Steven Paladino, Executive Vice President and Chief Financial Officer of Henry Schein, said, “The new financing, along with our amended existing facility, increases our financial flexibility at a critical moment in the global economy.

 “These facilities support our effort to navigate the emerging challenges related to the COVID-19 outbreak while also helping to position Henry Schein for future growth and success.”

About Henry Schein, Inc.

Henry Schein, Inc. (Nasdaq: HSIC) is a solutions company for health care professionals powered by a network of people and technology. With more than 19,000 Team Schein Members worldwide, the Company's network of trusted advisors provides more than 1 million customers globally with more than 300 valued solutions that improve operational success and clinical outcomes. Our Business, Clinical, Technology, and Supply Chain solutions help office-based dental and medical practitioners work more efficiently so they can provide quality care more effectively. These solutions also support dental laboratories, government and institutional healthcare clinics, as well as other alternate care sites.

Henry Schein operates through a centralized and automated distribution network, with a selection of more than 120,000 branded products and Henry Schein private-brand products in stock, as well as more than 180,000 additional products available as special-order items.

A FORTUNE 500 Company and a member of the S&P 500® index, Henry Schein is headquartered in Melville, N.Y., and has operations or affiliates in 31 countries. The Company's sales from continuing operations reached $10.0 billion in 2019, and have grown at a compound annual rate of approximately 13 percent since Henry Schein became a public company in 1995.

For more information, visit Henry Schein at,,, and @HenrySchein on Twitter.

### Press Release ############################


Labrador Retriever
Boston, Massachusetts Adopt a Dog

Kylie K

1 year, 2 months
44 lbs.
Shots Up to Date
Okay with Kids
House Trained: Don't know
Spayed: Yes
Ok with Dogs
Ok with Cats (don't know)
Crate Trained: In progress

Kylie K is a sweet, gentle pup who wants to know she is safe and with her pack!  So far, Kylie keeps to herself for parts of the day and is still learning to be inside and trust people. She has come so far in a month- while she still enjoys her crate, she ventures out throughout the day and loves running around and playing outside with her foster siblings  She is listening to commands and doing great with routine. She is learning to enjoy affection.  Kylie is looking for someone who will go at her pace and love her for who she is now and help her become the awesome dog we know she will be!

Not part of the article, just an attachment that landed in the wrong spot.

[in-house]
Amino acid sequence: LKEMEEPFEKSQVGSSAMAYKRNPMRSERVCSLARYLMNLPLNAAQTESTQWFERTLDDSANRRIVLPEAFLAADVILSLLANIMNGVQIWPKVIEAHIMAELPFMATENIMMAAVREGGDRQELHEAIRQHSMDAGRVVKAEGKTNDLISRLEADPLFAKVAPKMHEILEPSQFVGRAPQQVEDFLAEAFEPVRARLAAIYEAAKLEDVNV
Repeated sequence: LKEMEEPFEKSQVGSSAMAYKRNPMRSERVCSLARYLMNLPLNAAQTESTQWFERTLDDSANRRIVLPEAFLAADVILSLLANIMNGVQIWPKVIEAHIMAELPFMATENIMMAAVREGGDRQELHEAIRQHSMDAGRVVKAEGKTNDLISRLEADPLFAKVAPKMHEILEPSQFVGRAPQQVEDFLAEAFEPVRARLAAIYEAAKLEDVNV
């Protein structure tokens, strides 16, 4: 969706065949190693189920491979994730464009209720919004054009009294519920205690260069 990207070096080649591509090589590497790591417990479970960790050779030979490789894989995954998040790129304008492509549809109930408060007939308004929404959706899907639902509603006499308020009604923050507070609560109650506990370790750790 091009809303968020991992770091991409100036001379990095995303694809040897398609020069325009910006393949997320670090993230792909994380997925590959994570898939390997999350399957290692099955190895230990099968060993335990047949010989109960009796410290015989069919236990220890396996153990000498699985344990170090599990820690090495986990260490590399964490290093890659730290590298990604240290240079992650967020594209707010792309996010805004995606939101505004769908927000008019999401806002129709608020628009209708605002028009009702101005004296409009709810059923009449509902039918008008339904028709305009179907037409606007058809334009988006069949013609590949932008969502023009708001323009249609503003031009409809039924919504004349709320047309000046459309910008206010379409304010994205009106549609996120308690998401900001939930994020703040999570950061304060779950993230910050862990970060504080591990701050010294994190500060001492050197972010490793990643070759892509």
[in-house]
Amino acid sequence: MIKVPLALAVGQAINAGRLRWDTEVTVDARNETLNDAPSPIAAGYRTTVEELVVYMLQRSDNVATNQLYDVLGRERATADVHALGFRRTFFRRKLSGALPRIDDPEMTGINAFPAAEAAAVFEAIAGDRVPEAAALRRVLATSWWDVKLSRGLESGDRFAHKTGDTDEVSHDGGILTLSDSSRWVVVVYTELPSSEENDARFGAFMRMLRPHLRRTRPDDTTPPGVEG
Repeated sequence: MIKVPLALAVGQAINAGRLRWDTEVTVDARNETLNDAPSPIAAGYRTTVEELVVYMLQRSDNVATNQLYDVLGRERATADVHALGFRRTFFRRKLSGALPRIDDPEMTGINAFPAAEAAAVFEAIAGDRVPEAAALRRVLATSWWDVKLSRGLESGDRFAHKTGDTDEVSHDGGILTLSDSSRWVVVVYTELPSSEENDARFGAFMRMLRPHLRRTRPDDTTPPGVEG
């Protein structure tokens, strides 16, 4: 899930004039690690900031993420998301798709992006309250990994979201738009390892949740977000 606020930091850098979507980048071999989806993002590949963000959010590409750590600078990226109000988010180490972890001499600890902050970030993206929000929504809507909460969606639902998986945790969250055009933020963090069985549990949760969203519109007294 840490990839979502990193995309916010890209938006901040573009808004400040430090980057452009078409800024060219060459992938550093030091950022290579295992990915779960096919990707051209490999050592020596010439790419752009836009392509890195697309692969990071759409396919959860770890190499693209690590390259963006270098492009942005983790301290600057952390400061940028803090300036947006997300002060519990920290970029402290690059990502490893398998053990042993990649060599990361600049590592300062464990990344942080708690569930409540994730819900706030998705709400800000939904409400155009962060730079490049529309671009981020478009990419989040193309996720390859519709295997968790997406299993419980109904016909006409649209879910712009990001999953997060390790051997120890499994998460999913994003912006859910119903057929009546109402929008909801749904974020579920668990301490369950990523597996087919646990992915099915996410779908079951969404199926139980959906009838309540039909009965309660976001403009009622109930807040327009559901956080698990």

Please Note: All dogs are posted until they are officially adopted. This dog may have other interested adopters in line.  If you are interested in adopting, please fill out an application on our website at

Questions? Please email  For more photos, or information on upcoming adoption events where you can meet her, please go to or go to our Facebook page. Thank you for your interest in saving a life!
Adoption Fee: $500.00

Las Hope K9 Rescue
71 Commercial Street #184
Boston, Massachusetts 029109

As an entirely foster-based rescue,
we do not have a physical location or phone number.



With physical stores apart from some drive-thru closed across the country, Starbucks is aiming to re-open select stores on May 4 as a way to ease back into normalcy since COVID-19 restrictions.

In a letter last week from Starbucks executive vice president Rossann Williams to employees and partners, Williams said the company is looking to open as many stores as possible starting on May 4 with “modified operations and best-in-class safety measures.” The re-opening phase will ask any able-bodied employee who doesn’t have pre-existing risks associated with COVID-19 to begin reporting back to duty at select stores chosen to re-open. Starbucks is continuing to pay employees an extra $3 an hour for shifts, and is expanding other related benefits to the end of May. Catastrophe pay will be unavailable to employees without COVID-19 who choose not to work following May 3.

Starbucks is expected to release their earnings report for the first three months of 2020 on April 28.

Starbucks' re-opening comes at a time when many major chains and businesses are choosing to remain relatively closed, despite the federal government and a few states urging them to re-open. Georgia began re-opening some nonessential businesses this week, while mayors in Atlanta and other cities urged their citizens to continue social distancing measures in spite of their governor.

By Willem Rober, Editor


News Briefs----

Newsom: To reopen, California must test at least
   60,000 people daily for coronavirus — up from 16,000 today

Study indicates Air conditioner in restaurant
   contributed to the circulation of Coronavirus

A Step-by-Step Playbook for Reopening Your Restaurant
   from the National Restaurant Association (quite involved)

COVID-19 has brought havoc to nursing homes
 Will pandemic end ‘warehousing’ the elderly?

USDA let millions of pounds of food rot
  while food-bank demand soared

Branson’s Virgin Group Looking for New Investors
   For Virgin Atlantic, Denies Selling Out Of Airline

The $600 federal boost to unemployment checks that was
   meant to aid struggling families is triggering some confusion

2 million chickens will be killed in Delaware and Maryland
   because of lack of employees at processing plants

Instacart to Add 550,000 Jobs to the Economy
    Shopping and delivery service company




You May Have Missed---

The Impact of COVID-19 on Traffic
 in America's 25 Largest Cities


Two roads diverged in a yellow wood,
And sorry I could not travel both
And be one traveler, long I stood
And looked down one as far as I could
To where it bent in the undergrowth;

Then took the other, as just as fair,
And having perhaps the better claim,
Because it was grassy and wanted wear;
Though as for that the passing there
Had worn them really about the same,

And both that morning equally lay
In leaves no step had trodden black.